At the North American International Auto Show, many of the vehicles featured are designed to cost buyers less at the pump, such as the new Chevy Bolt all-electric and the Hyundai Sonata plug-in. However, plummeting gas prices are leading consumers away from economy and back to the bigger trucks and SUVs that are less fuel efficient. Automakers are scrambling to keep up with the changes in new government requirements for emissions as well as appealing to today’s consumer, who is less concerned with gas prices.
Edmunds.com senior analyst Jessica Caldwell said that the rock-bottom gas prices (now at $2.13 per gallon on average) have had an “immediate impact on consumer psyche.” The site says that trucks and SUVs outsold cars in 2014 for the first time in ten years. Helping this trend along is the fact that these vehicles are now built to be much more fuel efficient than previous models. Caldwell says, “People want to buy these cars, and low gas prices give them the justification they need to do so.”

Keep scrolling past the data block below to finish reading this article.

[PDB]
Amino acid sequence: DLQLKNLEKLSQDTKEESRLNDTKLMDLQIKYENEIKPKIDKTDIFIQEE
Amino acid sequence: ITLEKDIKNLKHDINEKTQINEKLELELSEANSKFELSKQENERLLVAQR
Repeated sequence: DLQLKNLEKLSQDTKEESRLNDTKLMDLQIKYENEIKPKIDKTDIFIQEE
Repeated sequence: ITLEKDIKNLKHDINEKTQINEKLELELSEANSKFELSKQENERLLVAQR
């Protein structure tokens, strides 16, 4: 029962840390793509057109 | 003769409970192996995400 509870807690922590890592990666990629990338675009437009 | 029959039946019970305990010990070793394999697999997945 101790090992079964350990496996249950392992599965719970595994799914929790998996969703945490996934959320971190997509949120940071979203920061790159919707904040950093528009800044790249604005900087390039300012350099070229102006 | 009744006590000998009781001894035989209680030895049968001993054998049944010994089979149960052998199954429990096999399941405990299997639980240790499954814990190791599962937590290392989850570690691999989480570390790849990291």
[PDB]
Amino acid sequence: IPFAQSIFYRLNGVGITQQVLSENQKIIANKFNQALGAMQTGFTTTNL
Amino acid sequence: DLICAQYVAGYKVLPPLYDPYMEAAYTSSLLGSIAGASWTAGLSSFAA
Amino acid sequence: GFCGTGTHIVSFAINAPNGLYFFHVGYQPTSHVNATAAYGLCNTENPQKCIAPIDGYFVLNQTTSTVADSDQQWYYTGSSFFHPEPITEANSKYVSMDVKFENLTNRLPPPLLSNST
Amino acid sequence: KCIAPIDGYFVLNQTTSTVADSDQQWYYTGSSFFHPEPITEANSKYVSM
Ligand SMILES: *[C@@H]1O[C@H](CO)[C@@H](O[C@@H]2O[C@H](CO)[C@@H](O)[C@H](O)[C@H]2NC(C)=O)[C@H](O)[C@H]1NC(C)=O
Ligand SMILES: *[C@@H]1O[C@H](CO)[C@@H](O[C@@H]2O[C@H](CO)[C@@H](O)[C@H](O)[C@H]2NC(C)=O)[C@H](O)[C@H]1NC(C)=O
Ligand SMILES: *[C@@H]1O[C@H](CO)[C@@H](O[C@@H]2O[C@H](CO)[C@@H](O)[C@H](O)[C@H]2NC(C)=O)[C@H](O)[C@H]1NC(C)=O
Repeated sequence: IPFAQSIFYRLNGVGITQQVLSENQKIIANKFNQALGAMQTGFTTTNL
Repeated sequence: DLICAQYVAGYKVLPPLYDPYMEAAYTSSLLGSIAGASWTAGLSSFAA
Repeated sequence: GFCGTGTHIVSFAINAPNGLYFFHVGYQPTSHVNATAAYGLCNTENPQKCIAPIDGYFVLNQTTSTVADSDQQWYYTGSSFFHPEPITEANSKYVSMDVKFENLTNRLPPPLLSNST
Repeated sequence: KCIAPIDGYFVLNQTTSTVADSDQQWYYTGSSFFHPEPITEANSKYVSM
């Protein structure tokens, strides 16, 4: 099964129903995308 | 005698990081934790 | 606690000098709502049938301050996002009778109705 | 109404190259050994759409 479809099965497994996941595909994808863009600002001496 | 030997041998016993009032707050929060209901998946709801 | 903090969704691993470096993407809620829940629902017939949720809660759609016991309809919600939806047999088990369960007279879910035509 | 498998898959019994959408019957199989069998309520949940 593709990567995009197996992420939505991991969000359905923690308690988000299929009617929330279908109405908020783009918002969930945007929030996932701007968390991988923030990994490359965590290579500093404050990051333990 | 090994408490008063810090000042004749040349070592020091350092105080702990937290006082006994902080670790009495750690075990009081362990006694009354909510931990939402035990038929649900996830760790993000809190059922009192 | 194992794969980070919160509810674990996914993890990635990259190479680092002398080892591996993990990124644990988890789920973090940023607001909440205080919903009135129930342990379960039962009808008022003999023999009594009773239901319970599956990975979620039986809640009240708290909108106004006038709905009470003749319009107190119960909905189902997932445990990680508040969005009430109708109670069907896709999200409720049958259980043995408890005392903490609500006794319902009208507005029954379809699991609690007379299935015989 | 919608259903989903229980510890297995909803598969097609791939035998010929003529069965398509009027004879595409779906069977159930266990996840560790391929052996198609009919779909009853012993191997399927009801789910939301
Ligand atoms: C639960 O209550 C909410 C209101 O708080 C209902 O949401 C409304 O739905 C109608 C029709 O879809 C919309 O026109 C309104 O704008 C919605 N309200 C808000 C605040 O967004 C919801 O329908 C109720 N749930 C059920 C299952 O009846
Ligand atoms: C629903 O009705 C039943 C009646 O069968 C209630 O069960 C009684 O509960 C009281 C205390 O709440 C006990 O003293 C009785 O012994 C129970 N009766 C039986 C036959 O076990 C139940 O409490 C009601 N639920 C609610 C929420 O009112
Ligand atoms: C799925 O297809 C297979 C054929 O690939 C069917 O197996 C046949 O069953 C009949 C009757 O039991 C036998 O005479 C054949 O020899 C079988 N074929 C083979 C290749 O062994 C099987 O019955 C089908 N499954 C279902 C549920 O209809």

To illustrate this turnaround, take the fact that interest in hybrids surged around the year 2000 with the introduction of the Toyota Prius. High gas prices and new fuel economy laws have forced carmakers to constantly improve gas powered engines as well as vehicles that use little or no carbon based fuels. But in 2014, sales of the Prius dropped a whopping 11.5 percent over 2013.
The lower gas prices get, the harder it is for buyers to justify the higher sticker price of a hybrid or all electric vehicle.
Caldwell reports that not all small car sales are suffering. More people are in the market to buy vehicles today due to low fuel prices. For example, sales of the new Honda Fit subcompact were up 40% in December, and sales of the Nissan Sentra rose 43%.
Of course, auto companies have to think about the long term. Fuel efficiency must remain in the forefront, and, as GM CEO Mary Barra said recently, production will likely be adjusted to sales. She says that GM will be making more trucks to meet demand if necessary, but the company won’t stop its push for more fuel efficiency throughout its lineup.
Caldwell says that when gas prices soared in 2008, automakers learned to have more complete lineups and more flexible manufacturing processes to adjust to changing markets. She said, “It’s insane for them to make a long-term strategy based on current gas prices.”
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